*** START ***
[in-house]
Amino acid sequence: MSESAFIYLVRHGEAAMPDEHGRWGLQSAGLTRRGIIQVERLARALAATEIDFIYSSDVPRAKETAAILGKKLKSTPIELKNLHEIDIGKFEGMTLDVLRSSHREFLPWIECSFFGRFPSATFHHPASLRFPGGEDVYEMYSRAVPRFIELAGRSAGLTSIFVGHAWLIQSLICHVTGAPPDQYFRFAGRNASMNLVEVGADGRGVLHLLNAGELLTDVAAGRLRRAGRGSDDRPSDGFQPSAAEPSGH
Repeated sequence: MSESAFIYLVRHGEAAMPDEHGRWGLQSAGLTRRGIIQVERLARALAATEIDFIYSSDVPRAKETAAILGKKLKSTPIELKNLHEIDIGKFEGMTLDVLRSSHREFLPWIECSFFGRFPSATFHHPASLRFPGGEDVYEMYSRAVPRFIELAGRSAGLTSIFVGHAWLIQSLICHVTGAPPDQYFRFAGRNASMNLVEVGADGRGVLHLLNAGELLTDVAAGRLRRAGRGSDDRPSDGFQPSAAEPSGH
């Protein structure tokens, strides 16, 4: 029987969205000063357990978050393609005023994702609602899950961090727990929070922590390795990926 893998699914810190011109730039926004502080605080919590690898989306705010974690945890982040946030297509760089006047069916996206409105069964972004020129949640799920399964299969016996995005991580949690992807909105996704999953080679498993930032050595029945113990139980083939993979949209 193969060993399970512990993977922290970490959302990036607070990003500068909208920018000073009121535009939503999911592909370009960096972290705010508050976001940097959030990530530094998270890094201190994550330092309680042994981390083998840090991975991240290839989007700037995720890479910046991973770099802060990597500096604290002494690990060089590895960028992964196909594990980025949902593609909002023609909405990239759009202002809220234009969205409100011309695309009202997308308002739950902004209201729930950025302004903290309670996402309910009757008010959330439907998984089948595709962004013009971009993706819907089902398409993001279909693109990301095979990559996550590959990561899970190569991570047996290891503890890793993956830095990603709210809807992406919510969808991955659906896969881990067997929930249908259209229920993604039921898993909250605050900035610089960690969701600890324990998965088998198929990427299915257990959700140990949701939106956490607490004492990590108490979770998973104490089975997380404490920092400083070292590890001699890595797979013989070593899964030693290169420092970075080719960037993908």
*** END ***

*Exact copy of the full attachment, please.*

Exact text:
[in-house]
Amino acid sequence: MSESAFIYLVRHGEAAMPDEHGRWGLQSAGLTRRGIIQVERLARALAATEIDFIYSSDVPRAKETAAILGKKLKSTPIELKNLHEIDIGKFEGMTLDVLRSSHREFLPWIECSFFGRFPSATFHHPASLRFPGGEDVYEMYSRAVPRFIELAGRSAGLTSIFVGHAWLIQSLICHVTGAPPDQYFRFAGRNASMNLVEVGADGRGVLHLLNAGELLTDVAAGRLRRAGRGSDDRPSDGFQPSAAEPSGH
Repeated sequence: MSESAFIYLVRHGEAAMPDEHGRWGLQSAGLTRRGIIQVERLARALAATEIDFIYSSDVPRAKETAAILGKKLKSTPIELKNLHEIDIGKFEGMTLDVLRSSHREFLPWIECSFFGRFPSATFHHPASLRFPGGEDVYEMYSRAVPRFIELAGRSAGLTSIFVGHAWLIQSLICHVTGAPPDQYFRFAGRNASMNLVEVGADGRGVLHLLNAGELLTDVAAGRLRRAGRGSDDRPSDGFQPSAAEPSGH
């Protein structure tokens, strides 16, 4: 029987969205000063357990978050393609005023994702609602899950961090727990929070922590390795990926 893998699914810190011109730039926004502080605080919590690898989306705010974690945890982040946030297509760089006047069916996206409105069964972004020129949640799920399964299969016996995005991580949690992807909105996704999953080679498993930032050595029945113990139980083939993979949209 193969060993399970512990993977922290970490959302990036607070990003500068909208920018000073009121535009939503999911592909370009960096972290705010508050976001940097959030990530530094998270890094201190994550330092309680042994981390083998840090991975991240290839989007700037995720890479910046991973770099802060990597500096604290002494690990060089590895960028992964196909594990980025949902593609909002023609909405990239759009202002809220234009969205409100011309695309009202997308308002739950902004209201729930950025302004903290309670996402309910009757008010959330439907998984089948595709962004013009971009993706819907089902398409993001279909693109990301095979990559996550590959990561899970190569991570047996290891503890890793993956830095990603709210809807992406919510969808991955659906896969881990067997929930249908259209229920993604039921898993909250605050900035610089960690969701600890324990998965088998198929990427299915257990959700140990949701939106956490607490004492990590108490979770998973104490089975997380404490920092400083070292590890001699890595797979013989070593899964030693290169420092970075080719960037993908």